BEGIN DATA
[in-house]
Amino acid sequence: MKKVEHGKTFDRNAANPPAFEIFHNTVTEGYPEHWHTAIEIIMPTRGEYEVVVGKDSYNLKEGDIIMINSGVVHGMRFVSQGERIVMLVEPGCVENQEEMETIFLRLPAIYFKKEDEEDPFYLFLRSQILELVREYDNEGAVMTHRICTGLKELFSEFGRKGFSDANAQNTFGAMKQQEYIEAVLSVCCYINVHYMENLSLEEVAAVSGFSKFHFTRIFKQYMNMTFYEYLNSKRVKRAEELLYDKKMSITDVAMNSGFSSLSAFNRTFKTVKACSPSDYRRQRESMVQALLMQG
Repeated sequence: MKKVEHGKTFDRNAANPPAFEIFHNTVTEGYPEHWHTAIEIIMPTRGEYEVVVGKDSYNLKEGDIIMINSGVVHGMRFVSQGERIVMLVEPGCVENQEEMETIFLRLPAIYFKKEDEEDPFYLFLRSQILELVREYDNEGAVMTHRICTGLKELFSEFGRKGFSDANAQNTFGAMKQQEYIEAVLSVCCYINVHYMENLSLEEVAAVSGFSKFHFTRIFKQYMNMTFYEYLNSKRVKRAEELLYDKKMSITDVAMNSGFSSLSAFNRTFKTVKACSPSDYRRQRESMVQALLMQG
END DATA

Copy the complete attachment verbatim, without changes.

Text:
[in-house]
Amino acid sequence: MKKVEHGKTFDRNAANPPAFEIFHNTVTEGYPEHWHTAIEIIMPTRGEYEVVVGKDSYNLKEGDIIMINSGVVHGMRFVSQGERIVMLVEPGCVENQEEMETIFLRLPAIYFKKEDEEDPFYLFLRSQILELVREYDNEGAVMTHRICTGLKELFSEFGRKGFSDANAQNTFGAMKQQEYIEAVLSVCCYINVHYMENLSLEEVAAVSGFSKFHFTRIFKQYMNMTFYEYLNSKRVKRAEELLYDKKMSITDVAMNSGFSSLSAFNRTFKTVKACSPSDYRRQRESMVQALLMQG
Repeated sequence: MKKVEHGKTFDRNAANPPAFEIFHNTVTEGYPEHWHTAIEIIMPTRGEYEVVVGKDSYNLKEGDIIMINSGVVHGMRFVSQGERIVMLVEPGCVENQEEMETIFLRLPAIYFKKEDEEDPFYLFLRSQILELVREYDNEGAVMTHRICTGLKELFSEFGRKGFSDANAQNTFGAMKQQEYIEAVLSVCCYINVHYMENLSLEEVAAVSGFSKFHFTRIFKQYMNMTFYEYLNSKRVKRAEELLYDKKMSITDVAMNSGFSSLSAFNRTFKTVKACSPSDYRRQRESMVQALLMQG